So how many of you have ever heard of Emeric Pressburger?  How many of you have read James Hilton?  My library is filled with these lessor know literary lights, who, back in their day, were something to behold.  How many of you ever bothered to read John O’Hara?  What about James Jones or Elliott Baker?  What?  You’ve never heard of Harry Brown?  My introduction to literature, such as it was, came with reading Mickey Splaine, the Mike Hammer novels.  My teachers hated my choice.  Why couldn’t I read Ethan Frome or Pilgrim’s Progress?  They were too boring, that’s why.  When you are fourteen you want something that zings and somehow old English standards just don’t cut it.  So I went on the the harder stuff like LeRoy Jones (he has a Muslim name now) and Norman Mailer.  Yeah, did you know Mailer wrote a war novel that was, incidentally, made into a movie?  The Quick And The Dead, an interesting look at the war and the experiences of the American soldier in the Pacific theater in WWII.  It was one of the few real novels I read.  Oh I devoured short stories.  God how I loved Somerset Maugham.  Actually, the Playboy magazine did a good job of publishing good short story fiction from  1964 through 1972, after which the magazine went down hill.  A lot of the fiction and especially the interviews were just not the quality the earlier years had seen.  Esquire was a good source of literature and well written articles but by 1966 they couldn’t compete with Playboy nor the New Yorker and flirted with the girly magazine format and fell predictably flat.

I’ve always loved the short story genre.  I read my way through Edgar Allen Poe, perhaps one of the greatest masters of that genre.  Later came Bret Harte and O’Henry.  I hear that much of O’Henry’s work is banned from public schools because he used the word Nigger a few times.  And we all know that Huck Finn is not on any of the recommended reading lists for that reason.  Yet if James Baldwin uses the noun that is acceptable because he is a black man.  How perverted a world we live in these days.  And by the way, you should read James Baldwin and Langston Hughes, both men have a lot to say about the conditions of society and humanity at large.  On the other hand, take a look at John Fowles novel, The Collector.  What a psychological study that is.  And when I took up writing I read a lot of good authors.  Eric Amber is a very fine writer of the mystery adventure spy genre.  Graham Greene should be required reading for the want-to-be novilist as well.  How Green Was My Valley by LLewellyn is an interesting novel although I fear it needs better editing.  Still, Sinclair Lewis and Frank Sinclair are more that worth the effort to read.  The Magnificent Ambersons bu Booth Tarkington, now there is a novel.  Not one wasted word.  The man has a way of lush writing that Faulkner would push to perfection.  And Faulkner excelled at the short story genre as well.  Hemingway, not so much.  I’ve never been in love with Hemingway or Fitzgerald, I’ve always considered them second rate.  Ford Madox Ford is one of those great writers as is E. M. Forester.  Certainly John Galsworthy had quite a bit to say about his time period as England was changing and opening the doors to emancipation for women.  Yes, Jane “Austin was clever and wrote about the plight of middle class and upper class women, but what about all those women in the working class?  Thomas Hardy had an answer for that cause.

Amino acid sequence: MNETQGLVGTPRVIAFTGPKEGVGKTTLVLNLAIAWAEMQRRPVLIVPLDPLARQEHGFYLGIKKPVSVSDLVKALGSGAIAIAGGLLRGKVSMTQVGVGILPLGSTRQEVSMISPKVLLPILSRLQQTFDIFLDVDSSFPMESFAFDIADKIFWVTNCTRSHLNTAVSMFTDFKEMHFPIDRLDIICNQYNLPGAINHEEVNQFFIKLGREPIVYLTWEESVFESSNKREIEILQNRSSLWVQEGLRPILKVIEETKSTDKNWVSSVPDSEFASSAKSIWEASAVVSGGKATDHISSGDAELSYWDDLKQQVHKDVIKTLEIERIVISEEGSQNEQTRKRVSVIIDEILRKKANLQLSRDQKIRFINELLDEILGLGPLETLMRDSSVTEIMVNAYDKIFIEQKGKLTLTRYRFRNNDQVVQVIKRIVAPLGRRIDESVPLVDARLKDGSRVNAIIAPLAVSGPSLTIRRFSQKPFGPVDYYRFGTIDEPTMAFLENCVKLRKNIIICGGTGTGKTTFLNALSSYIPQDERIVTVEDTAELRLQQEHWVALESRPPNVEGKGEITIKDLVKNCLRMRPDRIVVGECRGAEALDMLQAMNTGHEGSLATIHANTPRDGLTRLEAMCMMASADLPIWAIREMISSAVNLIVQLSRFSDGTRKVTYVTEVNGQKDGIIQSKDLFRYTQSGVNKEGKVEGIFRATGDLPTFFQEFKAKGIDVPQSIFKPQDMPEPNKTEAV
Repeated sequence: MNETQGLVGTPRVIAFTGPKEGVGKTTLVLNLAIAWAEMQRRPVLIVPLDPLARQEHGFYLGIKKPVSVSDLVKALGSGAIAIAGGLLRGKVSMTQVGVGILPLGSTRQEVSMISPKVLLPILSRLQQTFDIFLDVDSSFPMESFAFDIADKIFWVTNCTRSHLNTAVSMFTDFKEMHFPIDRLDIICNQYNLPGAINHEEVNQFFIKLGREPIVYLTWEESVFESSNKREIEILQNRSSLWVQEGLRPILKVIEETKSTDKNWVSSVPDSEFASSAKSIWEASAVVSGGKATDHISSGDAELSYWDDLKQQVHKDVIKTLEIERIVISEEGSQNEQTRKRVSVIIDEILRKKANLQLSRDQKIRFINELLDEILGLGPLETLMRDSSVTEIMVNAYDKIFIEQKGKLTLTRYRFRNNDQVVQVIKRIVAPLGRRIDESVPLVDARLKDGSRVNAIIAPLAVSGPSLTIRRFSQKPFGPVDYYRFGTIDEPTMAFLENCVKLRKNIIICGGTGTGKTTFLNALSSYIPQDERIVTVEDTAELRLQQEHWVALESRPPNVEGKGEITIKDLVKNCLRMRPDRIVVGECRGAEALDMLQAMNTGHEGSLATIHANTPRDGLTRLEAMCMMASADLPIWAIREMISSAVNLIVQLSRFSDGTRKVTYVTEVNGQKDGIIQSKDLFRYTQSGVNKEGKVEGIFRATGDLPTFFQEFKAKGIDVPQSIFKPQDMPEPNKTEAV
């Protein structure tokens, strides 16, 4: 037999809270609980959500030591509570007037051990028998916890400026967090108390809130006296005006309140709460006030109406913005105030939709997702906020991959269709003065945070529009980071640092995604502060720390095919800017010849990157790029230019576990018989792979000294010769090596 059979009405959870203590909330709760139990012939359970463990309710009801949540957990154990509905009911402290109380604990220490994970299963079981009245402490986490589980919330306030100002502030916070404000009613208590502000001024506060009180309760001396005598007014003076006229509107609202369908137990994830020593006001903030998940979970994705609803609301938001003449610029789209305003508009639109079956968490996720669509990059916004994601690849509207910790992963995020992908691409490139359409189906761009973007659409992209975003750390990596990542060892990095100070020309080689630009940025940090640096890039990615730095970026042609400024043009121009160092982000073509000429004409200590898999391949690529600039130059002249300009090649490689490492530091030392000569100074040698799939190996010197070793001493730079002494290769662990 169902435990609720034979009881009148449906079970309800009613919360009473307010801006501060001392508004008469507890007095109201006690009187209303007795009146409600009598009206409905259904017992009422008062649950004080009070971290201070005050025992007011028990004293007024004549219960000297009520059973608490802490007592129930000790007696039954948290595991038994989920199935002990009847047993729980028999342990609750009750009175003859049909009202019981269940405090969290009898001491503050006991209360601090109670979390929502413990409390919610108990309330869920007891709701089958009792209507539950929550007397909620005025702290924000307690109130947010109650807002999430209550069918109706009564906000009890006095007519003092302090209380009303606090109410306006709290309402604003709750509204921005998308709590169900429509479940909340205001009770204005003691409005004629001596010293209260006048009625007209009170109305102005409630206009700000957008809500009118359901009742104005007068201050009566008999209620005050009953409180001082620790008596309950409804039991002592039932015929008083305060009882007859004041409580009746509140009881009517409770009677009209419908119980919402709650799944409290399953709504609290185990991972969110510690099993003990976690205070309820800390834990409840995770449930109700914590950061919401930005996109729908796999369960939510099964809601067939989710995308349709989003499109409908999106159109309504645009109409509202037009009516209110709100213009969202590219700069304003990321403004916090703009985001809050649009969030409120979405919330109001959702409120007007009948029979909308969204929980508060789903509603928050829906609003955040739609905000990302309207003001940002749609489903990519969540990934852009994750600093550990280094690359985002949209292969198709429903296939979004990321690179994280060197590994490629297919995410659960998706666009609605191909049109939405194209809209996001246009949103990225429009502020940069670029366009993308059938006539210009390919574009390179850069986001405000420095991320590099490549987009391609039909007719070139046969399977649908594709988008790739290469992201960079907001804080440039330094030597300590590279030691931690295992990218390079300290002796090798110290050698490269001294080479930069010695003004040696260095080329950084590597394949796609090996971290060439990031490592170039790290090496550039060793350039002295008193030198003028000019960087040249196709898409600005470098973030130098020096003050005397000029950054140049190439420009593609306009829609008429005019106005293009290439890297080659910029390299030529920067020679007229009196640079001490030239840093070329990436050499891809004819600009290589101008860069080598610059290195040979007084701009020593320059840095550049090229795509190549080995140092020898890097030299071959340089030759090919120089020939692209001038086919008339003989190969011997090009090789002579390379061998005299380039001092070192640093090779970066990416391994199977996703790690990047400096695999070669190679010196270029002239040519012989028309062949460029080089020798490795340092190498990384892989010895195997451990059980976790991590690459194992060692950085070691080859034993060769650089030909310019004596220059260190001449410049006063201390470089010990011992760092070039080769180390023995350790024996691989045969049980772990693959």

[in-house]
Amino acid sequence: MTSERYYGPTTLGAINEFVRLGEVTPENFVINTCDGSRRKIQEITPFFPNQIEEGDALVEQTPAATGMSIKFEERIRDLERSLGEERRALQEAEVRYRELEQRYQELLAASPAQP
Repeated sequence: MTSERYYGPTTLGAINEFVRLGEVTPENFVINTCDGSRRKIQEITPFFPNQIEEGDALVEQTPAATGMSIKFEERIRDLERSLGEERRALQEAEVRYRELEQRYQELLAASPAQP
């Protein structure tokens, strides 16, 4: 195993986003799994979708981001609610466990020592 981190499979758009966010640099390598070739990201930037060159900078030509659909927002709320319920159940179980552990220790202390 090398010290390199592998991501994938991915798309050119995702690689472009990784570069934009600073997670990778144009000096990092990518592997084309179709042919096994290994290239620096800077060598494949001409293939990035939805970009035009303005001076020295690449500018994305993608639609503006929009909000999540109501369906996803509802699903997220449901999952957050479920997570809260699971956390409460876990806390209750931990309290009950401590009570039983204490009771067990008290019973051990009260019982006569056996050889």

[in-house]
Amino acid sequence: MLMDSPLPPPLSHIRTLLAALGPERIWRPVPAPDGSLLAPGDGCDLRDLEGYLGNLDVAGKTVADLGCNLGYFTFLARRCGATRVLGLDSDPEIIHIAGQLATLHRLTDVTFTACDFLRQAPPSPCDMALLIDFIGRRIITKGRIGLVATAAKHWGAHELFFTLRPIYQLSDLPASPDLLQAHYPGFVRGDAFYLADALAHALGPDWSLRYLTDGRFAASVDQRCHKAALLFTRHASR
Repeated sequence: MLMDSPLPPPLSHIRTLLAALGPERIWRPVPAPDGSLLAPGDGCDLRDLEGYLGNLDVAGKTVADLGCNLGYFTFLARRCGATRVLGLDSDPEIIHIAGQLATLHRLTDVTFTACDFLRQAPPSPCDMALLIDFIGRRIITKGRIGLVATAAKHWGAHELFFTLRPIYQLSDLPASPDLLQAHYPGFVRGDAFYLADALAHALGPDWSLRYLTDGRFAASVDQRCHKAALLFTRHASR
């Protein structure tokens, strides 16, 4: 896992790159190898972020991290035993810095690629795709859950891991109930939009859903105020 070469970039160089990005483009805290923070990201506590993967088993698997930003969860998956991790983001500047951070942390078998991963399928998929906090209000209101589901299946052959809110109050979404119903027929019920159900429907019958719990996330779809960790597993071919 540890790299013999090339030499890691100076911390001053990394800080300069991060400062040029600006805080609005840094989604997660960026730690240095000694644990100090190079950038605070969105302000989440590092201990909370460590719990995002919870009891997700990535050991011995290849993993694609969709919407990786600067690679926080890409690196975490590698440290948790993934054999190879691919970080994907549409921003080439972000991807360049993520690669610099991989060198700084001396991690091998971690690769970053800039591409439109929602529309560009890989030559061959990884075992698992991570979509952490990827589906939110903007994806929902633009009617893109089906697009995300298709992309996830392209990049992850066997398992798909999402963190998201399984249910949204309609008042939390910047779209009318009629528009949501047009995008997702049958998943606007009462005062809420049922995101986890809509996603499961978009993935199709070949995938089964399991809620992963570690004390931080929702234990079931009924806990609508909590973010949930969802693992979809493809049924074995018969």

But the common thread for all these writers is that they had something to say about the human condition.  They asked questions of society, of law, of people themselves.  Even Crane Hart of The Red Badge Of Courage had something to say about personal moments of truth, of social values and the fulfilment of obligations.  James Fenimore Cooper debated the ill use of the native Americans at the hands of French, the British, and the American colonist.  True, he may have attached too much importance to his perception of their wisdom, but still, there was a point about honor and truth than could not be conveniently ignored.  What I see today is a pandering to idiots.  Writers who write not so much because they have some truth to tell but because they have something they want to sell and don’t care how they do it.  But the problem goes much deeper than that.  Back when we had the old vanity press one had to pay a publisher to print a few hundred or a few thousand books.  You might remember that Thoreau actually paid a publisher to print about four thousand volumes  of his first book which he stored in his family’s attic and sold individually to anyone who would purchase a copy.  Now we have Amazon, which is willing to publish anything.  Barnes and Noble was doing the same thing some ten years ago, I don’t know if they still offer that service.  And we have a number of very small publishing houses that will happily publish crap.  Then there are the blogs, like mine, that would never see the light of day if it weren’t for the internet.  I make no claim as to the quality of my writing.  But few individuals read my works, so what does it matter?  I also make no attempt to publicise or otherwise sell myself.  But come next month I will content myself with working on my third novel and I hope to make a better go of it.  Writing is a craft and one must practice, that is why I write these blogs.